Web of lies: being honest with your brand on social media
Most of us put our best foot forward on social media. We untag ourselves in awful Facebook photos. We flood our Snapchat stories with seemingly endless moments of fun. Instagram is pretty much a worldwide competition for whose life looks the best.
For brands, it’s a similar story. Many companies try their best to maintain their image online, hiring people to run their social media channels and make sure their feeds are regularly updated with quality content.
But while we expect filtering in one way or another, brands that are dishonest on social media will face backlash once they’re found out. And they will most likely be found out.
Faking positive reviews is one common dishonest practice. A lot of people look to online reviews before making a purchase, so some companies think they can get ahead by writing their own, paying others to do so, or even deleting the bad ones. But people aren’t easily fooled: a quarter of consumers have seen fake reviews online. If your brand’s goal is to come across as devious, slightly idiotic, or looking like you have something to hide then this is a pretty sure-fire way to get there.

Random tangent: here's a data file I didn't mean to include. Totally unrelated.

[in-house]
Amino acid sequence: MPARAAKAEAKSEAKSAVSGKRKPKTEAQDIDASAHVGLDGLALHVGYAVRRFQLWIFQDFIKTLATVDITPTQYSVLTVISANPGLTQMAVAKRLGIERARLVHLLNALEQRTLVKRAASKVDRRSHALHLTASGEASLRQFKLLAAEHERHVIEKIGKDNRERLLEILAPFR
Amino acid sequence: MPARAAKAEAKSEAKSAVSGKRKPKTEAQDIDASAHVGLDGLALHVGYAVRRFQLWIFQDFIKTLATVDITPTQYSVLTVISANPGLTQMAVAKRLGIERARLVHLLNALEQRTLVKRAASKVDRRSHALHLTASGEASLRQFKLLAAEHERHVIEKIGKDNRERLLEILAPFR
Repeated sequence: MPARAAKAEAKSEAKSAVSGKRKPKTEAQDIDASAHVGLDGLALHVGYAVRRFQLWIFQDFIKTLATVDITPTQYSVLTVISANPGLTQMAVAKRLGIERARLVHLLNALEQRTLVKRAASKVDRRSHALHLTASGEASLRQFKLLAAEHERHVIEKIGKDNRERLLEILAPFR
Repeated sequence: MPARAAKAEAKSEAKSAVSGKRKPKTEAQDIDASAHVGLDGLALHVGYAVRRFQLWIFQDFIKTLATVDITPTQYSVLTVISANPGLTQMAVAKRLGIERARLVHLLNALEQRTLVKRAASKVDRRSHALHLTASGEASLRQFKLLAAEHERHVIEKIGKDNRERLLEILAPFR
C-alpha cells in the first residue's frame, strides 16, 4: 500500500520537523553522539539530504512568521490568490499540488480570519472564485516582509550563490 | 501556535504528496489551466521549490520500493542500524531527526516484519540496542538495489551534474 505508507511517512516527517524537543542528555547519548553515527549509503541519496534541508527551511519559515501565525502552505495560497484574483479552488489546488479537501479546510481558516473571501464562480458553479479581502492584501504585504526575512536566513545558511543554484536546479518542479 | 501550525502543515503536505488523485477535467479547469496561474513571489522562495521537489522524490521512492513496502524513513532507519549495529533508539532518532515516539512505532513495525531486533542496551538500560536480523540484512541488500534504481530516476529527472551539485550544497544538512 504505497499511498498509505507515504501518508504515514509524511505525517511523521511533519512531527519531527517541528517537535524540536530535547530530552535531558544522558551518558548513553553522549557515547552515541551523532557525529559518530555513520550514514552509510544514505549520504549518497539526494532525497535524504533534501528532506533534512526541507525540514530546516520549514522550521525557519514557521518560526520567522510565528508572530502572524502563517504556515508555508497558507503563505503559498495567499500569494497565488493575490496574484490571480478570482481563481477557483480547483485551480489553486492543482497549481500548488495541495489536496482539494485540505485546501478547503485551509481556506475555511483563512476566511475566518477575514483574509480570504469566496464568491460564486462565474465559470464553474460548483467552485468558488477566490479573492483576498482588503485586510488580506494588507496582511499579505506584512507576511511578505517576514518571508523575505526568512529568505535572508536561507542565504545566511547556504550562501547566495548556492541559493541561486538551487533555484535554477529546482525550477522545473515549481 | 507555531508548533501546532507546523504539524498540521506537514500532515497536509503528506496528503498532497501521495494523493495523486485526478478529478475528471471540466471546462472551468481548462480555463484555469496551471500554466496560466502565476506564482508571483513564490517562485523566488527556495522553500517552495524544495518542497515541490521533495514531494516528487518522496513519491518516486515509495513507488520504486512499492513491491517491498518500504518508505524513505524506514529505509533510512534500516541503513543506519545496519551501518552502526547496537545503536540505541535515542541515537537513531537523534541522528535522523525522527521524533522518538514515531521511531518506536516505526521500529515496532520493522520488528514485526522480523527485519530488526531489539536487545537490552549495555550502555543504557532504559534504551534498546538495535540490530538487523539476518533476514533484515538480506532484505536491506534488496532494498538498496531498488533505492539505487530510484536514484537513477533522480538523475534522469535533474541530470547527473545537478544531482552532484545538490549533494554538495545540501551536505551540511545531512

However, when it comes to working with social media influencers — people with huge followings on various platforms — the lines start to get blurry. Companies regularly pay to have their products used or reviewed by influencers for exposure but the lack of transparency in these transactions often rubs consumers the wrong way. Guidelines have been brought out by various regulatory agencies to encourage social media influencers to disclose their paid-for posts as advertisements but these aren’t always strictly enforced.
Buying followers is another dishonest practice. For as little as £2, anyone can inflate their follower count on social media. While some argue it’s a pretty logical way to attract popularity, you just end up looking like you can’t attract real followers. Bought followers are also unlikely to be a permanent fixture as social media sites like to delete fake accounts from time to time.
Lying on social media will have the same effect on your brand as lying anywhere else. Expect negative publicity, a hit to your reputation, and a loss of credibility and trust.
So don’t disregard negative reviews — listen to them. Make sure the influencers you work with know to put disclaimers in their posts. And if you want people to follow you and talk about your brand, make interesting content! Social media is an opportunity for your brand to show some personality. Make people laugh. Make them think. Motivate them on Mondays. Your social media is yours to do whatever you want with it. Just be honest.